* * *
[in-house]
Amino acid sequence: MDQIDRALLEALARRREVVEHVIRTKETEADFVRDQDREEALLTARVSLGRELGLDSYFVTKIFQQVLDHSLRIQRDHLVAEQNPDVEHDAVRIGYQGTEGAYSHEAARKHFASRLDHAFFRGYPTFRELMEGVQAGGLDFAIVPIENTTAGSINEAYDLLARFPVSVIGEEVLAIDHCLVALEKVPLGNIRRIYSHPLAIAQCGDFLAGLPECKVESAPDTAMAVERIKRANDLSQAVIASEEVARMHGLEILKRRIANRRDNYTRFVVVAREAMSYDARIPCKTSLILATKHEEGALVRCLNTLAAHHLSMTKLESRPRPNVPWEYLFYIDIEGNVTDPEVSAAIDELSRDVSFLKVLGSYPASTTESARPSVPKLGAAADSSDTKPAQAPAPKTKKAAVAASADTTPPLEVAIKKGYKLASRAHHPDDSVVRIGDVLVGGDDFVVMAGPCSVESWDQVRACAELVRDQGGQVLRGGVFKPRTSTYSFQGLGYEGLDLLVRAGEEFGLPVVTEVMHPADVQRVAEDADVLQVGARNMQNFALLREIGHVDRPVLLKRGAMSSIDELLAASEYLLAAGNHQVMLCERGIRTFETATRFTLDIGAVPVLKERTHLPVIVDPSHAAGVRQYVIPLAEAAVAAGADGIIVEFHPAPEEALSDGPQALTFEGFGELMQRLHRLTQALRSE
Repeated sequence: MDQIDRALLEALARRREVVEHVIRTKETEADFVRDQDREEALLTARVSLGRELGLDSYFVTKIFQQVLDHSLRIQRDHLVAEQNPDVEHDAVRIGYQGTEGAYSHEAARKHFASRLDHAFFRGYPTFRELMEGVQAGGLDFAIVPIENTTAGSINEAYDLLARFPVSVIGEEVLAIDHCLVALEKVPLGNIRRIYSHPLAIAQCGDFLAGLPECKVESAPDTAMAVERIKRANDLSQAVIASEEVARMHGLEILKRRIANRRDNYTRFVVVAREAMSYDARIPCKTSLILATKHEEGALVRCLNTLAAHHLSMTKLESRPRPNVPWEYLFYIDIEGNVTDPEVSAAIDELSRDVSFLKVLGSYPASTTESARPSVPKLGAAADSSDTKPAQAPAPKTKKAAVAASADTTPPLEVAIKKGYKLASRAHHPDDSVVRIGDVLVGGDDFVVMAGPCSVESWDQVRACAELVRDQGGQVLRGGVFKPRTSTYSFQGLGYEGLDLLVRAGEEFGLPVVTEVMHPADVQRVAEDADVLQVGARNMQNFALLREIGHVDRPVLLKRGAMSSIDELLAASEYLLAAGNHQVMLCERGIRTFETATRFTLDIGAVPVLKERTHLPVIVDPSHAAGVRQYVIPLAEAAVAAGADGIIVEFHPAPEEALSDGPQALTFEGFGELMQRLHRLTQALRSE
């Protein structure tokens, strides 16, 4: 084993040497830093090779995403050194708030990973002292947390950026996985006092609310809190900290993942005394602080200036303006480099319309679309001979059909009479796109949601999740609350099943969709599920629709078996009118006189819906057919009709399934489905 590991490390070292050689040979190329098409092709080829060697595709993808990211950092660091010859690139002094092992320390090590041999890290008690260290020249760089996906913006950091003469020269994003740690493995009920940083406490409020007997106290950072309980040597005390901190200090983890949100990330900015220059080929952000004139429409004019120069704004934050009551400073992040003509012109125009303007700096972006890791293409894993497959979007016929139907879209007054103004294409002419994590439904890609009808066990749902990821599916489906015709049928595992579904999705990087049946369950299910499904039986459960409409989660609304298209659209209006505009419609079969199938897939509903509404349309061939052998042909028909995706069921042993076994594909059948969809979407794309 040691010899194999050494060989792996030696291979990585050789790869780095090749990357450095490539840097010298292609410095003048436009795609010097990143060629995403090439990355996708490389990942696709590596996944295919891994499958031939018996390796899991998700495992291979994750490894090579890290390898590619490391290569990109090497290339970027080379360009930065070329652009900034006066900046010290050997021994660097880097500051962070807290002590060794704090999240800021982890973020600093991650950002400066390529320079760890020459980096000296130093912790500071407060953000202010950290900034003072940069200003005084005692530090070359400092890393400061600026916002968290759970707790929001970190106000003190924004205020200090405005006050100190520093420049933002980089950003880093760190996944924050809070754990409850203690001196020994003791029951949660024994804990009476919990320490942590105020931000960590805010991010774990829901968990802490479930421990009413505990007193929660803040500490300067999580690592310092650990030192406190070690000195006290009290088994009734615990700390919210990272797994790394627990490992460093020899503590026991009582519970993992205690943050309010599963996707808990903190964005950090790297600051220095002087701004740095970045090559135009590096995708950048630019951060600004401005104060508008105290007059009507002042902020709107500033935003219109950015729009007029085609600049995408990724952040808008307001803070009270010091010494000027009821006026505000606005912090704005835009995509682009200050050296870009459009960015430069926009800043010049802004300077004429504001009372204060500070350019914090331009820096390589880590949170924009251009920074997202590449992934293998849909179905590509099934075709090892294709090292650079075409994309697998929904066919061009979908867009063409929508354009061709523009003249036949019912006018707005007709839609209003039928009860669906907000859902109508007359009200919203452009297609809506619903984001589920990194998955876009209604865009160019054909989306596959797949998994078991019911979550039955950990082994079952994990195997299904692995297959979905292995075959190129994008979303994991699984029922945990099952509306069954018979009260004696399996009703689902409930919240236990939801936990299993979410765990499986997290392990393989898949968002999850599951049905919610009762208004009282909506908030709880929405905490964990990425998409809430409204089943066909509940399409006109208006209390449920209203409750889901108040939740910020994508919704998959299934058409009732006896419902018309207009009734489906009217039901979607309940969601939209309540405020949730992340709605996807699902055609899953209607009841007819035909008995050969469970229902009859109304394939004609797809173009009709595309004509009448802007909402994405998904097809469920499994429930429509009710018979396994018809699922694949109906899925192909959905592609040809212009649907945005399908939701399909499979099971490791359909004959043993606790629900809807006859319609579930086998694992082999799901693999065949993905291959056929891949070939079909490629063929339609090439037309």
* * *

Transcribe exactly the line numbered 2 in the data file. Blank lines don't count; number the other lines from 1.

Amino acid sequence: MDQIDRALLEALARRREVVEHVIRTKETEADFVRDQDREEALLTARVSLGRELGLDSYFVTKIFQQVLDHSLRIQRDHLVAEQNPDVEHDAVRIGYQGTEGAYSHEAARKHFASRLDHAFFRGYPTFRELMEGVQAGGLDFAIVPIENTTAGSINEAYDLLARFPVSVIGEEVLAIDHCLVALEKVPLGNIRRIYSHPLAIAQCGDFLAGLPECKVESAPDTAMAVERIKRANDLSQAVIASEEVARMHGLEILKRRIANRRDNYTRFVVVAREAMSYDARIPCKTSLILATKHEEGALVRCLNTLAAHHLSMTKLESRPRPNVPWEYLFYIDIEGNVTDPEVSAAIDELSRDVSFLKVLGSYPASTTESARPSVPKLGAAADSSDTKPAQAPAPKTKKAAVAASADTTPPLEVAIKKGYKLASRAHHPDDSVVRIGDVLVGGDDFVVMAGPCSVESWDQVRACAELVRDQGGQVLRGGVFKPRTSTYSFQGLGYEGLDLLVRAGEEFGLPVVTEVMHPADVQRVAEDADVLQVGARNMQNFALLREIGHVDRPVLLKRGAMSSIDELLAASEYLLAAGNHQVMLCERGIRTFETATRFTLDIGAVPVLKERTHLPVIVDPSHAAGVRQYVIPLAEAAVAAGADGIIVEFHPAPEEALSDGPQALTFEGFGELMQRLHRLTQALRSE